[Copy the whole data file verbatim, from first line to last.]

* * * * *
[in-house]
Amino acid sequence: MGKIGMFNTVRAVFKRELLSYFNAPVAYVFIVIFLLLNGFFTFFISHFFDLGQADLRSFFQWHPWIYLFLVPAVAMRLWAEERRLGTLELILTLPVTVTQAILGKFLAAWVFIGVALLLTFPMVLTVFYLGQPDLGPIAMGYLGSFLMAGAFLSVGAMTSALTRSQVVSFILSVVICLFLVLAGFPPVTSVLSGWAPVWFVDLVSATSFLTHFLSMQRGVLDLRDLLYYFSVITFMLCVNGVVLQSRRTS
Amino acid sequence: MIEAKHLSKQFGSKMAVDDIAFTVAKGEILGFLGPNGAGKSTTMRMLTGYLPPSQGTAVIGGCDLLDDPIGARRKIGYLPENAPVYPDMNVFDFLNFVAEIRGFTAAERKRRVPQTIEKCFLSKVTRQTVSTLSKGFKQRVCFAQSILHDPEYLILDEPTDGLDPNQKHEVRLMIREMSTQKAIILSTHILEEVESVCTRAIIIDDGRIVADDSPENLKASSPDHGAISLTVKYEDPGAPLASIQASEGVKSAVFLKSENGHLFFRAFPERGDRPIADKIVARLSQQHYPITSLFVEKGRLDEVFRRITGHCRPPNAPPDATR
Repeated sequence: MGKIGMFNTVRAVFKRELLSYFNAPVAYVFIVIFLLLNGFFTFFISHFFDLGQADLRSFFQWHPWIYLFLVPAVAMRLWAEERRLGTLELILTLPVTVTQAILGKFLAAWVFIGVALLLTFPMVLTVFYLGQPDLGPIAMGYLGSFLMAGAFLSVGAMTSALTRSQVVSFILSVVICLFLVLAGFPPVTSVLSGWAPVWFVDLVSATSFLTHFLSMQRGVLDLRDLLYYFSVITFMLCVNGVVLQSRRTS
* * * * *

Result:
[in-house]
Amino acid sequence: MGKIGMFNTVRAVFKRELLSYFNAPVAYVFIVIFLLLNGFFTFFISHFFDLGQADLRSFFQWHPWIYLFLVPAVAMRLWAEERRLGTLELILTLPVTVTQAILGKFLAAWVFIGVALLLTFPMVLTVFYLGQPDLGPIAMGYLGSFLMAGAFLSVGAMTSALTRSQVVSFILSVVICLFLVLAGFPPVTSVLSGWAPVWFVDLVSATSFLTHFLSMQRGVLDLRDLLYYFSVITFMLCVNGVVLQSRRTS
Amino acid sequence: MIEAKHLSKQFGSKMAVDDIAFTVAKGEILGFLGPNGAGKSTTMRMLTGYLPPSQGTAVIGGCDLLDDPIGARRKIGYLPENAPVYPDMNVFDFLNFVAEIRGFTAAERKRRVPQTIEKCFLSKVTRQTVSTLSKGFKQRVCFAQSILHDPEYLILDEPTDGLDPNQKHEVRLMIREMSTQKAIILSTHILEEVESVCTRAIIIDDGRIVADDSPENLKASSPDHGAISLTVKYEDPGAPLASIQASEGVKSAVFLKSENGHLFFRAFPERGDRPIADKIVARLSQQHYPITSLFVEKGRLDEVFRRITGHCRPPNAPPDATR
Repeated sequence: MGKIGMFNTVRAVFKRELLSYFNAPVAYVFIVIFLLLNGFFTFFISHFFDLGQADLRSFFQWHPWIYLFLVPAVAMRLWAEERRLGTLELILTLPVTVTQAILGKFLAAWVFIGVALLLTFPMVLTVFYLGQPDLGPIAMGYLGSFLMAGAFLSVGAMTSALTRSQVVSFILSVVICLFLVLAGFPPVTSVLSGWAPVWFVDLVSATSFLTHFLSMQRGVLDLRDLLYYFSVITFMLCVNGVVLQSRRTS